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///2016 Abstract Details
2016 Abstract Details2019-07-15T10:10:51-05:00

Noise and Distraction in the Obstetric Operating Room

Abstract Number: F-05
Abstract Type: Original Research

Aileen L Pan MD1 ; Elizabeth Sunu MD2; Susan Jimenez Alvarez MD3; Andrew Geller MD4; Mark Zakowski MD5

Background: Anesthesiology was the first medical specialty to focus on patient safety and outcomes. Physical or auditory interferences may lead to medical errors and patient harm. Noise >77 decibels (dB) in the OR causes distractions, reducing mental efficiency and short-term memory of anesthesia residents [1]. Cesarean delivery (CD) is a unique OR environment with additional noise and physical activity from an awake patient, crying newborn, visitors, pediatrics, and increased OR traffic. An observational quality improvement (QI) study to evaluate the frequency and severity of noise and interferences during CDs will help determine ways to minimize distractions and improve patient safety.

Methods: This IRB-waived departmental QI project included 50 prospective CD observations from 9/2015-1/2016 at Cedars-Sinai Medical Center. A sound meter continuously measured dB with major events (e.g. spinal, incision, delivery) recorded. The number of physical interferences violating the anesthesia workspace were noted. Interruptions distracting the anesthesiologist were scored using a modified Healy score [2]. The primary outcomes of noise levels and interferences are described by mean, range, and standard deviation. A single-factor ANOVA test compared dB of major events for all CDs. The secondary outcomes compared maternal/fetal characteristics, presence of pediatricians, or music with dB levels and modified Healy scores using t-tests and Chi-squared or Fisher’s Exact tests.

Results: The average noise level of 50 CDs was 65.9dB (range 50.2-107.3, SD 5.6) for the case. Significant differences existed between major events in each CD with maximum dB occurring at delivery time, ANOVA (p <0.0001). Nursing caused the most physical interferences into the anesthesia workspace (mean 48.8, range 25-102, SD 15.7), followed by the patient’s visitor (mean 4.3, range 1-15, SD 2.7). Unscheduled CDs were associated with modified Healy score sum ≥50, Fisher’s Exact (p<0.05). In addition, presence of pediatrics significantly impacted the modified Healy scores involving the anesthesia team, Chi-squared (p<0.0001). The dB exceeded recognized levels of distraction (77dB) in 98% of cases. This safety limit was exceeded in 16/50 cases for ≥30% of the entire CD time and 7/50 cases for ≥50% of the entire CD time.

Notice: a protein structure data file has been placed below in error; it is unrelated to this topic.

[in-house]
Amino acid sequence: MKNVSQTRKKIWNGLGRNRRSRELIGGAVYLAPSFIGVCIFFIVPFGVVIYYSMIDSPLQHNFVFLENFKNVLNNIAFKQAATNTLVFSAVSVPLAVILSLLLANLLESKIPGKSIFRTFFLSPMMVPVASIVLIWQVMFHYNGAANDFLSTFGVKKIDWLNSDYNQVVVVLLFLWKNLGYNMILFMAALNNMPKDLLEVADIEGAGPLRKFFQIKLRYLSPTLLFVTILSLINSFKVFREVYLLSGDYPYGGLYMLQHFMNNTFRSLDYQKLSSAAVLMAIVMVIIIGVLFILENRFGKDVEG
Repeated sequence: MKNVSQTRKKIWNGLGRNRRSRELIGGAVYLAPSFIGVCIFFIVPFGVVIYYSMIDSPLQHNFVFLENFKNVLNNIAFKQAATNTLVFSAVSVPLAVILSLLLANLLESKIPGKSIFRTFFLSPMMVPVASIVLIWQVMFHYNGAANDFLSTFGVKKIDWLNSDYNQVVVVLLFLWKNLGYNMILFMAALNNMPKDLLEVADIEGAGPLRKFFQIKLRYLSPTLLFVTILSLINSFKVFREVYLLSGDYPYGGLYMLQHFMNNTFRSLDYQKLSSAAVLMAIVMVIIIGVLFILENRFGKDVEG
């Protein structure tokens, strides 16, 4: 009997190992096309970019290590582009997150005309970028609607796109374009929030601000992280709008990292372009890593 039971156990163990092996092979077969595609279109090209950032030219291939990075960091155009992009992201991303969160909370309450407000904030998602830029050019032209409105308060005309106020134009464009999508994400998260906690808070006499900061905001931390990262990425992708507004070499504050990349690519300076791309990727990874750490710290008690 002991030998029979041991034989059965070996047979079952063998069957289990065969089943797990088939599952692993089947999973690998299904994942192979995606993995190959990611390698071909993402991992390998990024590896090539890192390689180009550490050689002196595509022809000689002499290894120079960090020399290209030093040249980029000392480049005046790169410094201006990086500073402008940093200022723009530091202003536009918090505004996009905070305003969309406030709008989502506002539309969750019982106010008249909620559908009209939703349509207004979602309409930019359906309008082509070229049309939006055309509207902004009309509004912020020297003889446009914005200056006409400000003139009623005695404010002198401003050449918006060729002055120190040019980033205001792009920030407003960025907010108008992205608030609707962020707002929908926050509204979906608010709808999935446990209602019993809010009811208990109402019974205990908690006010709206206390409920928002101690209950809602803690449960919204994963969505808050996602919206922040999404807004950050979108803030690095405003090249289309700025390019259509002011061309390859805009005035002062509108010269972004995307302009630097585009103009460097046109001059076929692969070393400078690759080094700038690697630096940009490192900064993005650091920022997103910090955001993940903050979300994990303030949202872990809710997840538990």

Discussion: Patient safety remains paramount in the OR. This QI study identified several areas for possible improvement in noise level and distraction of anesthesiologists. Noise routinely exceeds dB levels associated with distraction and memory impairment of anesthesiologists [1]. Redesigning the OR workflow including limiting noise, number of visitors, and OR traffic to protect the anesthesia workspace from interferences may lead to less distractions to the anesthesiologist and improve patient care.

References:

1. Can J Anaesth,1995,42:7,608-11

2. Qual Saf Health Care,2007,16:2,135-9

SOAP 2016